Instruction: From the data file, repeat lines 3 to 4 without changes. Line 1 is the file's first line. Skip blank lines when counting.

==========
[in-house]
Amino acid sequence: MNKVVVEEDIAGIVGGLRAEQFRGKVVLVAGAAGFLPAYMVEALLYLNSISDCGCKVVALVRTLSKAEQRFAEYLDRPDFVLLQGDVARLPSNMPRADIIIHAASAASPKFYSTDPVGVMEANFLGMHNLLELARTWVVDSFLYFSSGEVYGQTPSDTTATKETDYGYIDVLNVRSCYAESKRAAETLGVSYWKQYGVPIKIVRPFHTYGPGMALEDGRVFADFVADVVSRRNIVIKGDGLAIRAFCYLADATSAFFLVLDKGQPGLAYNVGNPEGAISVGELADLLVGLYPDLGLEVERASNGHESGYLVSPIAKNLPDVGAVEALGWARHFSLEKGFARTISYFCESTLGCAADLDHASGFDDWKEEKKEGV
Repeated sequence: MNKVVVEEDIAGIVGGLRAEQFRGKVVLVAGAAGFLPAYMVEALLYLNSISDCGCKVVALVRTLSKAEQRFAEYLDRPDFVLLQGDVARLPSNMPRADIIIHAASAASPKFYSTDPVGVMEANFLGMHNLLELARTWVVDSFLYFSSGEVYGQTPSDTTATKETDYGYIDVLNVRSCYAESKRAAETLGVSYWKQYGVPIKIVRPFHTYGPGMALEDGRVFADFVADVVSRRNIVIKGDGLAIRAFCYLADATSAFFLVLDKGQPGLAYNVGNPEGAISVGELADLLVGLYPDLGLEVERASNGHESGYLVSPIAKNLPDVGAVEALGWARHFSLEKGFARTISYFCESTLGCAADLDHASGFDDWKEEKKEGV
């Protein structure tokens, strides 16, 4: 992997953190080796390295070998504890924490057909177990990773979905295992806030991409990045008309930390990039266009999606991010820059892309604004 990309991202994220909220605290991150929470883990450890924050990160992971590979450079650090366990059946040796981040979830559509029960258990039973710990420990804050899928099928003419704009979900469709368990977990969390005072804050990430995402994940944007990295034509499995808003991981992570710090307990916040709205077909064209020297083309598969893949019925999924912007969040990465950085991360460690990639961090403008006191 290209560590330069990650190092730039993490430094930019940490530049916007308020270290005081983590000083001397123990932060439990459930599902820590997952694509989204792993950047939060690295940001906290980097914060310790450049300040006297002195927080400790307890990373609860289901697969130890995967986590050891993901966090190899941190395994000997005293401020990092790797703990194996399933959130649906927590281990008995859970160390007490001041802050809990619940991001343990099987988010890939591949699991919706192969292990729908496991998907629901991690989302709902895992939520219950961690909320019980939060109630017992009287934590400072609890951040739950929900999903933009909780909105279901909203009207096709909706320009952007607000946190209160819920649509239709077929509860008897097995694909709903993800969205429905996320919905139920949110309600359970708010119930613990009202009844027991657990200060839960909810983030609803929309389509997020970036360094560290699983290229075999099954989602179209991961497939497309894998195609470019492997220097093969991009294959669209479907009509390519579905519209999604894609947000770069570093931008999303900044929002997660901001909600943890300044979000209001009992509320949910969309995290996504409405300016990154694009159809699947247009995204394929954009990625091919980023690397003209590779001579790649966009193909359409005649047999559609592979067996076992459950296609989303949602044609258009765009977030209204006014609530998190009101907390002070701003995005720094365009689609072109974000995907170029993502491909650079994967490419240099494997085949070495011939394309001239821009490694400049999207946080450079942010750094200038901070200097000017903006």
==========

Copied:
Repeated sequence: MNKVVVEEDIAGIVGGLRAEQFRGKVVLVAGAAGFLPAYMVEALLYLNSISDCGCKVVALVRTLSKAEQRFAEYLDRPDFVLLQGDVARLPSNMPRADIIIHAASAASPKFYSTDPVGVMEANFLGMHNLLELARTWVVDSFLYFSSGEVYGQTPSDTTATKETDYGYIDVLNVRSCYAESKRAAETLGVSYWKQYGVPIKIVRPFHTYGPGMALEDGRVFADFVADVVSRRNIVIKGDGLAIRAFCYLADATSAFFLVLDKGQPGLAYNVGNPEGAISVGELADLLVGLYPDLGLEVERASNGHESGYLVSPIAKNLPDVGAVEALGWARHFSLEKGFARTISYFCESTLGCAADLDHASGFDDWKEEKKEGV
């Protein structure tokens, strides 16, 4: 992997953190080796390295070998504890924490057909177990990773979905295992806030991409990045008309930390990039266009999606991010820059892309604004 990309991202994220909220605290991150929470883990450890924050990160992971590979450079650090366990059946040796981040979830559509029960258990039973710990420990804050899928099928003419704009979900469709368990977990969390005072804050990430995402994940944007990295034509499995808003991981992570710090307990916040709205077909064209020297083309598969893949019925999924912007969040990465950085991360460690990639961090403008006191 290209560590330069990650190092730039993490430094930019940490530049916007308020270290005081983590000083001397123990932060439990459930599902820590997952694509989204792993950047939060690295940001906290980097914060310790450049300040006297002195927080400790307890990373609860289901697969130890995967986590050891993901966090190899941190395994000997005293401020990092790797703990194996399933959130649906927590281990008995859970160390007490001041802050809990619940991001343990099987988010890939591949699991919706192969292990729908496991998907629901991690989302709902895992939520219950961690909320019980939060109630017992009287934590400072609890951040739950929900999903933009909780909105279901909203009207096709909706320009952007607000946190209160819920649509239709077929509860008897097995694909709903993800969205429905996320919905139920949110309600359970708010119930613990009202009844027991657990200060839960909810983030609803929309389509997020970036360094560290699983290229075999099954989602179209991961497939497309894998195609470019492997220097093969991009294959669209479907009509390519579905519209999604894609947000770069570093931008999303900044929002997660901001909600943890300044979000209001009992509320949910969309995290996504409405300016990154694009159809699947247009995204394929954009990625091919980023690397003209590779001579790649966009193909359409005649047999559609592979067996076992459950296609989303949602044609258009765009977030209204006014609530998190009101907390002070701003995005720094365009689609072109974000995907170029993502491909650079994967490419240099494997085949070495011939394309001239821009490694400049999207946080450079942010750094200038901070200097000017903006």